Three years ago, Courtney Love became the first big celebrity to be sued for defamation over comments she made on Twitter towards a fashion designer. The case seemed primed to explore cutting-edge issues including the credibility of statements made on a casual social media forum, the extent of damages when tweets (and retweets) are seen by tens of thousands of followers, and whether there's any insanity defense to be mustered from a so-called Twitter addiction.
The plaintiff in that case was Dawn Simorangkir, also known as the “Boudoir Queen.” The case never went to trial because Love agreed to pay $430,000 to Simorangkir to settle it. That only bought Love temporary peace, though. Love soon became the first celebrity to be sued a second time when the singer tweeted that one of her former attorneys "was bought off." (We covered that case earlier today.)
In a development that is shockingly not-so-shocking, Courtney Love is now being sued for defamation yet again. Since it's the details that count, Simorangkir is back with a lawsuit filed on Tuesday that points to comments made by Love toward her on another social media forum, Pinterest. And the trouble doesn't end there.
The new lawsuit also addresses an interview that Love gave to radio shock jock Howard Stern on May 30, where she was asked to address her twitter habits and the prior Simorangkir lawsuit.
Love said she had learned her lesson.
"Ironically, in the same breath," says Simorangkir's complaint, "Love blatantly defamed Simorangkir by falsely accusing her of stealing from Love and claiming that this purported theft was captured on closed circuit television videos. Love even went as far as to falsely claim that Simorangkir had engaged in prostitution. Love’s reckless comments and flippant attitude seemed to shock even Stern, who admonished Love for 'lashing out.' Significantly, Stern warned Love that 'You can’t just blurt things out.'"
Few have ever accused Love of exhibiting impulse-control. In the latest lawsuit, it's mentioned that Love "hired an addiction psychiatrist to try to assert a so-called insanity defense" in Simorangkir's first defamation claim. Love's daughter, Frances Bean Cobain, once said that "Twitter should ban my mother,” a statement that made its way into Love's ongoing defamation battle with ex-attorney Rhonda Holmes, which is set for a trial this January.
Back to Simorangkir's newest claim and the Howard Stern interview...
According to the complaint, "What Stern did not know is that Simorangkir has again found herself to be a target of Love's obsessive behavior, this time on Pinterest, a popular social media website... Perhaps forgetful of the past, Love has made her intentions clear. Love seeks to use her fame, influence and celebrity, in particular in fashion circles, to undermine Simorangkir’s efforts to rebuild. In narcissistic fashion, Love flagrantly taunted Simorangkir about Love’s power and influence: 'oh wait i have 5500 followers you have what? a few hundred on pintersst, hmmm dawn wonder why, oh right im me.' Clearly, Love has not learned her lesson."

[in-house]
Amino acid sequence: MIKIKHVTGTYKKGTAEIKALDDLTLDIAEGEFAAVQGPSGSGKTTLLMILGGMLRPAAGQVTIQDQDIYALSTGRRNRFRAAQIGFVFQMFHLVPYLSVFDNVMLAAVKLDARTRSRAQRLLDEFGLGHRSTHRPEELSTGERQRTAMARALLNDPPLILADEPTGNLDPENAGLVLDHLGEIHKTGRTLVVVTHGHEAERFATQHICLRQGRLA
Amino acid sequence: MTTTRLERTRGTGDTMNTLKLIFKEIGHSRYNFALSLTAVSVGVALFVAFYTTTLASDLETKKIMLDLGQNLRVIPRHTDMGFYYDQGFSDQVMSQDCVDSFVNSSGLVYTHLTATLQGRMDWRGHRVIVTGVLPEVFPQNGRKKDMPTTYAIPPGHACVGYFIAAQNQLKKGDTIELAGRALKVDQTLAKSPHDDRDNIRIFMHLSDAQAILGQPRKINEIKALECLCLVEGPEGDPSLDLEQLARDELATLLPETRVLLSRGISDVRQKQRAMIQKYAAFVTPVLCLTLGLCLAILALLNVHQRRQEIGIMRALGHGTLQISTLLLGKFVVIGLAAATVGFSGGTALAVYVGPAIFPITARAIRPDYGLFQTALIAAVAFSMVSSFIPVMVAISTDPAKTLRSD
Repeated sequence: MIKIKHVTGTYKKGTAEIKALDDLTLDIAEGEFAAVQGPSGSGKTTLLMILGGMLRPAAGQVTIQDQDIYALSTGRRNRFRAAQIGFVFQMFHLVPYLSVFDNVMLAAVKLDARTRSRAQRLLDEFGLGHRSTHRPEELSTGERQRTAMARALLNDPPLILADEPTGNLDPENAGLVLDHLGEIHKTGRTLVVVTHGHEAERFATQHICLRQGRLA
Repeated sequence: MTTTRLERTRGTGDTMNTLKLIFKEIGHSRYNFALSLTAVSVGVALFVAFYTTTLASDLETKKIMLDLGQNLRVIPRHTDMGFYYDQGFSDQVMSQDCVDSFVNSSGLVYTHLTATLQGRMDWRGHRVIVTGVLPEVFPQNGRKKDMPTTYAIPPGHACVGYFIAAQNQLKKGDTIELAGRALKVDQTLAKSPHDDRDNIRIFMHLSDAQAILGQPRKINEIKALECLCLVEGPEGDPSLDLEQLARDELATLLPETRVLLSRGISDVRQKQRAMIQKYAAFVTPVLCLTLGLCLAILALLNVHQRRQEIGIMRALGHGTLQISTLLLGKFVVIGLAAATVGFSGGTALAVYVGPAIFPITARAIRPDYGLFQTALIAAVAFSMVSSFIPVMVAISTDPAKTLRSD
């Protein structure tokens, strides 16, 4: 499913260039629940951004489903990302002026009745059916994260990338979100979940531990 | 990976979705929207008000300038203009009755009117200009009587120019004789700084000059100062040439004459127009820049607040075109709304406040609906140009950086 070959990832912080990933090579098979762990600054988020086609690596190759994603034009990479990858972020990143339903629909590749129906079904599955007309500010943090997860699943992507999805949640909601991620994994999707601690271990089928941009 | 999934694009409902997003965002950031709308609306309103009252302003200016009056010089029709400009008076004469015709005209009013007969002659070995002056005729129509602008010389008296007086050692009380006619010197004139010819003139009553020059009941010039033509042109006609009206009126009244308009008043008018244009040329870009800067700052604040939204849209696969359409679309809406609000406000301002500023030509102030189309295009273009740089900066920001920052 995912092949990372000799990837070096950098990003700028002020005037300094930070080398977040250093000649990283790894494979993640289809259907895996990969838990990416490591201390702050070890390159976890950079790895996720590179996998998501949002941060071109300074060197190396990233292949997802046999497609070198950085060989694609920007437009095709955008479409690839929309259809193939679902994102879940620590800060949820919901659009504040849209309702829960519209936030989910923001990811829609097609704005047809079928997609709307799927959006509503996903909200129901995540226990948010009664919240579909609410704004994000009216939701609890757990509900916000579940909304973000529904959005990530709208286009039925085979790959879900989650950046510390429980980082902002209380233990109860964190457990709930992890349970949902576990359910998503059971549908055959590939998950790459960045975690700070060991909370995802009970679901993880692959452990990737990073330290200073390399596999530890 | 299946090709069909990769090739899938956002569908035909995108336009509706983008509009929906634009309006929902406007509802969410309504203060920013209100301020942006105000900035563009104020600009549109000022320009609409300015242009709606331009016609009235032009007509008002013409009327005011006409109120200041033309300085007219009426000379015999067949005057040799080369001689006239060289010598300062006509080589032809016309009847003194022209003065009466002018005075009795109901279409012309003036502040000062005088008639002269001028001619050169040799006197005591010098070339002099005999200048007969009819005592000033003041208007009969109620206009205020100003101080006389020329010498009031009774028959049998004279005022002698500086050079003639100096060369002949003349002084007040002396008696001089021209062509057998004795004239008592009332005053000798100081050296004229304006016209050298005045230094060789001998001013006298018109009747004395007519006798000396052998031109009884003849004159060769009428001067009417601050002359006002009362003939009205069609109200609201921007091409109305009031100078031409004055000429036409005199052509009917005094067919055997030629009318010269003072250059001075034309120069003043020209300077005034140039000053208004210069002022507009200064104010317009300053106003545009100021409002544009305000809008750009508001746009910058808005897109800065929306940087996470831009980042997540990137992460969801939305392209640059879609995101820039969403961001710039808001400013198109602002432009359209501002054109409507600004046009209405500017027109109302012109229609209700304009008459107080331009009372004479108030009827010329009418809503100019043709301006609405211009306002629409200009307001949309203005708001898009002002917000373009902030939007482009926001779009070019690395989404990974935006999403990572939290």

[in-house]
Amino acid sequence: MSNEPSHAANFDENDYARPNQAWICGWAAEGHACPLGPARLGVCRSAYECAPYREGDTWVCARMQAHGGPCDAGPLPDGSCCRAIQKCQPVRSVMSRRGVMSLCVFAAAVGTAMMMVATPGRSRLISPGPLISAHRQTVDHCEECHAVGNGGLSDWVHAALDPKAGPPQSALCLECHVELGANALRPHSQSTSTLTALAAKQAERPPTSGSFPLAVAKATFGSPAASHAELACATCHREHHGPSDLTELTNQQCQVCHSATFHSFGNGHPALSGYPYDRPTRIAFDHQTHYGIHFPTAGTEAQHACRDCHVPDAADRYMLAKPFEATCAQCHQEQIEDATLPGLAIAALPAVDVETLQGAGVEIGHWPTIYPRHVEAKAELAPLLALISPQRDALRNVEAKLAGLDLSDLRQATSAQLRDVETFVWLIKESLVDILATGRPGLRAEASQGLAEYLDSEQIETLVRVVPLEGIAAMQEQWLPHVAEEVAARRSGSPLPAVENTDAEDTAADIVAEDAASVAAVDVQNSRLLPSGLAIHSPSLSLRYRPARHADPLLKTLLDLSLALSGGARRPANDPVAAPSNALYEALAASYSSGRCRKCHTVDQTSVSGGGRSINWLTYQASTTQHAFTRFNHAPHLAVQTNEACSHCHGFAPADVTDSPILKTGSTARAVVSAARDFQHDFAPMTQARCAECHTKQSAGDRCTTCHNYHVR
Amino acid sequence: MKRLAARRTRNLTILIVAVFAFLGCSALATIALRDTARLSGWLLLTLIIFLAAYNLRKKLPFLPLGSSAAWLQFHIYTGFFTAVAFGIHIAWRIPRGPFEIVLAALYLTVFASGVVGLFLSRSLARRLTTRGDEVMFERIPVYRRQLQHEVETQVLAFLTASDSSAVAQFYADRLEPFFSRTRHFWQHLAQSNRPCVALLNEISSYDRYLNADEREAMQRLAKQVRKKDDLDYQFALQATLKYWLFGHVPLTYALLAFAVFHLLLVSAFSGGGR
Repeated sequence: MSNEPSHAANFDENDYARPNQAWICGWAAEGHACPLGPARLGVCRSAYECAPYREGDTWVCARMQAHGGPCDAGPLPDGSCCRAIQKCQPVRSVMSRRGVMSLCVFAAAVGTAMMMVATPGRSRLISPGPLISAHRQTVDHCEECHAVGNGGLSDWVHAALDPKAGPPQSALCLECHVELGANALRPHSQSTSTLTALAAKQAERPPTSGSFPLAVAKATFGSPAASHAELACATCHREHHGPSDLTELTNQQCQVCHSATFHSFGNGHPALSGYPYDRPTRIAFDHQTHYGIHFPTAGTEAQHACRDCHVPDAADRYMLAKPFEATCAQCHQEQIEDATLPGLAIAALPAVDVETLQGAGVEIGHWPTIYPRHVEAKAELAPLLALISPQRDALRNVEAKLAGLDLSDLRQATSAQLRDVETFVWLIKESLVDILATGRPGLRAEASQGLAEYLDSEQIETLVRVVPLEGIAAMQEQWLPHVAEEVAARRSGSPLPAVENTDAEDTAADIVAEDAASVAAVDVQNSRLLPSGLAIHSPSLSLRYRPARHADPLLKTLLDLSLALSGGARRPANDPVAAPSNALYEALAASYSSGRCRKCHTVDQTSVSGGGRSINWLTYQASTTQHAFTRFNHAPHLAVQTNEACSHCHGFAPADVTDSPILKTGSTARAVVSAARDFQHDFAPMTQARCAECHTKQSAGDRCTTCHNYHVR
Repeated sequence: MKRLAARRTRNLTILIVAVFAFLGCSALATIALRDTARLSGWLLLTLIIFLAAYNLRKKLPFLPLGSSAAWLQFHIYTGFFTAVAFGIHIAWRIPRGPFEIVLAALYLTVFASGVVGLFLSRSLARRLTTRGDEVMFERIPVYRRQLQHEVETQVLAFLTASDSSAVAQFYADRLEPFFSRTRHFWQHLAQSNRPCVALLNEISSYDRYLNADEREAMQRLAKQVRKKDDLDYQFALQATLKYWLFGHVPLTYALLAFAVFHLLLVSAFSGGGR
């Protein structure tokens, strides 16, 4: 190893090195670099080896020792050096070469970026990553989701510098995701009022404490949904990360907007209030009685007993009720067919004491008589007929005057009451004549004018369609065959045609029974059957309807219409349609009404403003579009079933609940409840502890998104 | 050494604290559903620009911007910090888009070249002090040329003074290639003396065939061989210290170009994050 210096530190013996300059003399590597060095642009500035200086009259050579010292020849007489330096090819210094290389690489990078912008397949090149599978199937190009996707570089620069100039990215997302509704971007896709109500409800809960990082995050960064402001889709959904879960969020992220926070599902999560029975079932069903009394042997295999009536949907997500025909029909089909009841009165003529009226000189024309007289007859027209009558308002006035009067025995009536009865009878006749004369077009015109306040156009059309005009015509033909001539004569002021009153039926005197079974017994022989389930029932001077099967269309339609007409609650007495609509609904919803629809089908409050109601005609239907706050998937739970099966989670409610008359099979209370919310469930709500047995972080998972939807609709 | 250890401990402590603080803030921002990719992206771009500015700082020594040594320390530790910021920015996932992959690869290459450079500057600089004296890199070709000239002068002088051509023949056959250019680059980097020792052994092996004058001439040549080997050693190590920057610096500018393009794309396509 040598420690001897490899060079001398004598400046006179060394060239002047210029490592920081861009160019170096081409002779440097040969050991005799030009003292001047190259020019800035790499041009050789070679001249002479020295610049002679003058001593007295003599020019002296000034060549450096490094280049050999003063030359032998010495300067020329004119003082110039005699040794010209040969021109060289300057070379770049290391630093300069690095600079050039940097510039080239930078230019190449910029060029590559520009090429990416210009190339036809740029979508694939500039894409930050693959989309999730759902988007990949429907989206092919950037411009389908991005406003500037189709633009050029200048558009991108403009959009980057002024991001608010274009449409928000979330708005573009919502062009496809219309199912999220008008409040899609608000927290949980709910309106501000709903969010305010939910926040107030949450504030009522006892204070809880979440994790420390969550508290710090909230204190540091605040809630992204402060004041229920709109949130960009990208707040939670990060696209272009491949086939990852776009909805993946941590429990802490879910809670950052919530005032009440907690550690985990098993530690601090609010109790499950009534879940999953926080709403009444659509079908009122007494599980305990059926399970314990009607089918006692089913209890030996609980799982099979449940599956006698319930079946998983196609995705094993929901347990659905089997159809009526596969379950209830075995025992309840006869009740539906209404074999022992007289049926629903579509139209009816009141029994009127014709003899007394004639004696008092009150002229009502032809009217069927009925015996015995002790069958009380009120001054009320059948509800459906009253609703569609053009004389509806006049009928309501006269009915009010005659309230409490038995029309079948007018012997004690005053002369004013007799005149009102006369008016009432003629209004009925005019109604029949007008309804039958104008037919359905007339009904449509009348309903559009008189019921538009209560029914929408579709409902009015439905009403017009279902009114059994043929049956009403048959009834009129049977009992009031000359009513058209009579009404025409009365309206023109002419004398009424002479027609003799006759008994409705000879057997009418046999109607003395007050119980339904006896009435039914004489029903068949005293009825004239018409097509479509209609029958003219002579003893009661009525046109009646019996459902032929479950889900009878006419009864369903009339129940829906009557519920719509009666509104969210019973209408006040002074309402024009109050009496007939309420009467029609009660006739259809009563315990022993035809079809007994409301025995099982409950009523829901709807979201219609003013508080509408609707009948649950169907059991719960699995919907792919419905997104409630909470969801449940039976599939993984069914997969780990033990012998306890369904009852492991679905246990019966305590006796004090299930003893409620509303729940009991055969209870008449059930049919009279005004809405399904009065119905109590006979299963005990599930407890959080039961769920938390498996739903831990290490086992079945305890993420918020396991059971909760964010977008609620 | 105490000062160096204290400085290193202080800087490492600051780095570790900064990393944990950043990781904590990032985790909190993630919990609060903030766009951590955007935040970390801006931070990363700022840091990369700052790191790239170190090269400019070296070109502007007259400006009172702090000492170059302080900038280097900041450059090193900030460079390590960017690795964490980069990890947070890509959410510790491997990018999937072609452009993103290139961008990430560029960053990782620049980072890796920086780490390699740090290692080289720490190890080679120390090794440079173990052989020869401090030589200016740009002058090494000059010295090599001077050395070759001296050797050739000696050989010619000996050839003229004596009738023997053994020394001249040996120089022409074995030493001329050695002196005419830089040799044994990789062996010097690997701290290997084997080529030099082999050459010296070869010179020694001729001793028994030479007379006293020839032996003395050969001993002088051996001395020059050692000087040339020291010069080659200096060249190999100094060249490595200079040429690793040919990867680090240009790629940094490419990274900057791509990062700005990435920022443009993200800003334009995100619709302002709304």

The lawsuit, filed on behalf of Simorangkir by attorneys Bryan Freedman and Jesse Kaplan, speaks about how Love came to know Simorangkir. The singer learned of the fashion designer through Etsy, an online design marketplace, and began to purchase Bourdoir Queen clothing and apparel. Then, Love allegedly became "infatuated" with Simorangkir, flying the designer out to Los Angeles to meet at the singer's Malibu home. They had several meetings, before Love eventually became "angered that she had to pay for Simorangkir's work." The conflict evolved from there.
Simorangkir says that Love has "mounted a malicious campaign to not only terrorize Simorangkir, but to ruin and destroy her reputation and livelihood."
The latest cited examples of this come from Pinterest. Love's comments there include "you stole 36 bags of clothing on cctv" and "you stol;e 36 bags of my txtiles and designs and are still using my designs."
The lawsuit asks for unspecified general, special and punitive damages. Love couldn't immediately be reached.